I was trained as a programmer, but for the past five years I have been our marketing director. Here in a nutshell is my philosophy on how to communicate in marketing.
Savvy customers can see through bullshit. If you use flowery language, buzz words, and classic salesman phrases then smart people will run the other way. Just explain what your product does in simple terms and only make claims that are true. If your product has some strengths and weaknesses then just talk about the strengths. Lying about the weaknesses is a terrible move that will result in lost trust and customers who won’t buy a second product from you.
Don’t use classic manipulative sales tactics. For instance, I get an e-mail about once a month from the same software company announcing a special sale. It’s not a special sale if you do it every month! Then on the last day of the sale they announce that they will extend it “because of overwhelming demand”. Why? Because most revenue comes from the last day of a sale. If you extend it then you get to squeeze that sense of urgency into your customers a second time. The problem is that these cynical tactics show your customers that you don’t mean what you say. Being manipulative makes the smart customers go away and those are the ones that I want to keep.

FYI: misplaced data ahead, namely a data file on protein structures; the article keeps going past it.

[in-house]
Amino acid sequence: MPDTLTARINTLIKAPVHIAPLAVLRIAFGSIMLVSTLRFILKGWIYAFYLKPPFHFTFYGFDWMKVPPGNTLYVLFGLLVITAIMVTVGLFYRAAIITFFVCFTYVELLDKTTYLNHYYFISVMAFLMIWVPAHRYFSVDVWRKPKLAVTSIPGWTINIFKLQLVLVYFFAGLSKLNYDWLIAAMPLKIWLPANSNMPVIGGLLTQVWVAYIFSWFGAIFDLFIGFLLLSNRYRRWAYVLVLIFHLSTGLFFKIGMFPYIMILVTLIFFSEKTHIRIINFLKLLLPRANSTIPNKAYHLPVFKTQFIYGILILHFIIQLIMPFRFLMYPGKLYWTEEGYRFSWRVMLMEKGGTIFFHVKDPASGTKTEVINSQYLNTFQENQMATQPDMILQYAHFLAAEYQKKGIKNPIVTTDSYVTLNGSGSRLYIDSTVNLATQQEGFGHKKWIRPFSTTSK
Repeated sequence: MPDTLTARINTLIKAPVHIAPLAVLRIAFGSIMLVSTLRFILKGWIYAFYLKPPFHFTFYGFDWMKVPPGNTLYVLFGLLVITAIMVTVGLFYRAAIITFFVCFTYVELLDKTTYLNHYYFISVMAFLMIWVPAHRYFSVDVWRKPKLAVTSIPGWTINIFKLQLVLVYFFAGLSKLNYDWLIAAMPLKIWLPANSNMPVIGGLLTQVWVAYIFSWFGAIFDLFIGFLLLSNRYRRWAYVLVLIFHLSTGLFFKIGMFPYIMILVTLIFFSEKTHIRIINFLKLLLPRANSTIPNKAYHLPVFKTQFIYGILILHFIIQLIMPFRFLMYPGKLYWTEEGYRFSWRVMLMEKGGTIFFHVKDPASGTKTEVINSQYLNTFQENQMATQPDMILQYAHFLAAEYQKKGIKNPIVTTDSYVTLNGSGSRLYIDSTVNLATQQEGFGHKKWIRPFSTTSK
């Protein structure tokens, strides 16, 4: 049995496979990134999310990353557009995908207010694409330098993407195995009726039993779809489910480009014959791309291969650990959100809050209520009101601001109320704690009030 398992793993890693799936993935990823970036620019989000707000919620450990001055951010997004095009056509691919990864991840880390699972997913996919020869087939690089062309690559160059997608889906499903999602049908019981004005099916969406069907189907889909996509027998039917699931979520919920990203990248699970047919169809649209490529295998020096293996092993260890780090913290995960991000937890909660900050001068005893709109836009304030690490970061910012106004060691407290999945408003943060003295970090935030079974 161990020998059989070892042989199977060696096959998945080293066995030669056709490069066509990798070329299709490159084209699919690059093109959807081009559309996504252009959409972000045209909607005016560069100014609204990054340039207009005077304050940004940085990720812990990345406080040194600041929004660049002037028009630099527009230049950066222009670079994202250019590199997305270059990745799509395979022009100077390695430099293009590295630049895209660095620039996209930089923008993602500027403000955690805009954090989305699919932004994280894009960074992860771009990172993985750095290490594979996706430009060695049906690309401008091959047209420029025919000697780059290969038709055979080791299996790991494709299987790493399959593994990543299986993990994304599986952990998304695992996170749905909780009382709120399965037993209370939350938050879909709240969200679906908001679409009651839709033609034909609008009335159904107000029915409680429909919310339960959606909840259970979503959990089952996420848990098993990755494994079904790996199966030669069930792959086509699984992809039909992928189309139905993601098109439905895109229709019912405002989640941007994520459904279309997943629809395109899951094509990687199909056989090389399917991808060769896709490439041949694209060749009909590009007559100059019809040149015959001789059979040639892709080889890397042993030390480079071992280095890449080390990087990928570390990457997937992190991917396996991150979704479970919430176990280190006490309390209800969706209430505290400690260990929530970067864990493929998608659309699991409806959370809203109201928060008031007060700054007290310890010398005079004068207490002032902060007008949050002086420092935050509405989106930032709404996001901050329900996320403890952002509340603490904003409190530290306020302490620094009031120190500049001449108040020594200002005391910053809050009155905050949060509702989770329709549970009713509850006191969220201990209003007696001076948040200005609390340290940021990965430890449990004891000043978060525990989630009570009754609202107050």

Show rather than tell.
This advice is specifically for products like ours that make pictures. In all your marketing materials (web site, ads, emails) spend most of the space on large pictures that were made with the product. Don’t use much text. Just explain clearly what the product does and then invite the reader to come to your web site to see more. No one likes reading a bunch of marketing babble when it is easier to just look at an image and decide for themselves whether it is impressive.
“Show rather than tell” and “be honest” both influence how we make example images and videos. An image showing what a product can do must be easy for the customer to recreate using only your product and no Photoshop touch up. I promise you that someone will buy your product because of an image they saw on your web site. If they try to create that same effect and can’t do it because you cheated on the image then they are going to call you on your bullshit.
Maybe I will write other articles on the nitty gritty details of marketing like social media, analytics, or press relations, but I’ll stop for now. I think that the simple attitudes expressed in this article are more important than the specific tasks Jimmy and I do each day.